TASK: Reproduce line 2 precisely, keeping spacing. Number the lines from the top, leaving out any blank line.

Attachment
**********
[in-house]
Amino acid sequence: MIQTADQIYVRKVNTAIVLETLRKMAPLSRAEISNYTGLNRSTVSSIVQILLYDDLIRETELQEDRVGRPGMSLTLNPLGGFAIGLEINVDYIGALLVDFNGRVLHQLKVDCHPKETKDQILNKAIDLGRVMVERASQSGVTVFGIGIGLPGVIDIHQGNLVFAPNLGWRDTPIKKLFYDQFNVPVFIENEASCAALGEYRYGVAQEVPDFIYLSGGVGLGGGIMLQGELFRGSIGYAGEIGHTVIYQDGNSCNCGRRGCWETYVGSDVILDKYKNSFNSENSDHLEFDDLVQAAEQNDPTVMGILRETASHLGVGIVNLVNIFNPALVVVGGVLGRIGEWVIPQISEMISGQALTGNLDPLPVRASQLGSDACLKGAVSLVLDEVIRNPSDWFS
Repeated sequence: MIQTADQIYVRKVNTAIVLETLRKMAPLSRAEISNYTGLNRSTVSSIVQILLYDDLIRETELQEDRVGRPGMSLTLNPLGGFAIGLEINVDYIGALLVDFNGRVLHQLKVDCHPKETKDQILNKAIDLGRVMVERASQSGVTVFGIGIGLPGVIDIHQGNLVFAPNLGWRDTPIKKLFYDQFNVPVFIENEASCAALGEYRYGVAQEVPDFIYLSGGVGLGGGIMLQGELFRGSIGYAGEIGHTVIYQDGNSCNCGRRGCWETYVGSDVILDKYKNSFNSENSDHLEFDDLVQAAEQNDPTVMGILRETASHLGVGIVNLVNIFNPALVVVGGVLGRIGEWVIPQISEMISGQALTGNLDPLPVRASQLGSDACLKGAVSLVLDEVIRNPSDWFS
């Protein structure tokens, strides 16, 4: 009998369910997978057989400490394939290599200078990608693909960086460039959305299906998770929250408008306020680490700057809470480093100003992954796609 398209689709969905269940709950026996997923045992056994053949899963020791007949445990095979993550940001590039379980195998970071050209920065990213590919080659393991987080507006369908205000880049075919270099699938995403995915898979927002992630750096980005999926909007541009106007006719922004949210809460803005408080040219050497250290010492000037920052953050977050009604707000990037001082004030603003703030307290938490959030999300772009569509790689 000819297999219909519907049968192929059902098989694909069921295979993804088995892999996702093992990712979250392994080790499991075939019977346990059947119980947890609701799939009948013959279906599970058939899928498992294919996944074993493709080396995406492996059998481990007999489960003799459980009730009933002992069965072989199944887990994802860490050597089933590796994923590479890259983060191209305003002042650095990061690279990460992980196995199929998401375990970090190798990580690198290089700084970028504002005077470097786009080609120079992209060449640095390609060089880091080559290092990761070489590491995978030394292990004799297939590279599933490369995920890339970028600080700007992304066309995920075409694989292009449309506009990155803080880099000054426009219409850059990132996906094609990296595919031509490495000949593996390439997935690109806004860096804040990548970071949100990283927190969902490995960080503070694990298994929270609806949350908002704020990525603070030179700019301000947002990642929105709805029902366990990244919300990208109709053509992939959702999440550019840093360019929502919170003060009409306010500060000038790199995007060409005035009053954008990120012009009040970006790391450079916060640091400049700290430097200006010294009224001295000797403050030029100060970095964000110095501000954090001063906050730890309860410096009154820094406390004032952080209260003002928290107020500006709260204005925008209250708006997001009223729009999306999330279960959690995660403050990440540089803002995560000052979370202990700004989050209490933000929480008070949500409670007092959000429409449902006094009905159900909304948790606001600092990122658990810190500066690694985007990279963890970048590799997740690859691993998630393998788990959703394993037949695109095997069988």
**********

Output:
Amino acid sequence: MIQTADQIYVRKVNTAIVLETLRKMAPLSRAEISNYTGLNRSTVSSIVQILLYDDLIRETELQEDRVGRPGMSLTLNPLGGFAIGLEINVDYIGALLVDFNGRVLHQLKVDCHPKETKDQILNKAIDLGRVMVERASQSGVTVFGIGIGLPGVIDIHQGNLVFAPNLGWRDTPIKKLFYDQFNVPVFIENEASCAALGEYRYGVAQEVPDFIYLSGGVGLGGGIMLQGELFRGSIGYAGEIGHTVIYQDGNSCNCGRRGCWETYVGSDVILDKYKNSFNSENSDHLEFDDLVQAAEQNDPTVMGILRETASHLGVGIVNLVNIFNPALVVVGGVLGRIGEWVIPQISEMISGQALTGNLDPLPVRASQLGSDACLKGAVSLVLDEVIRNPSDWFS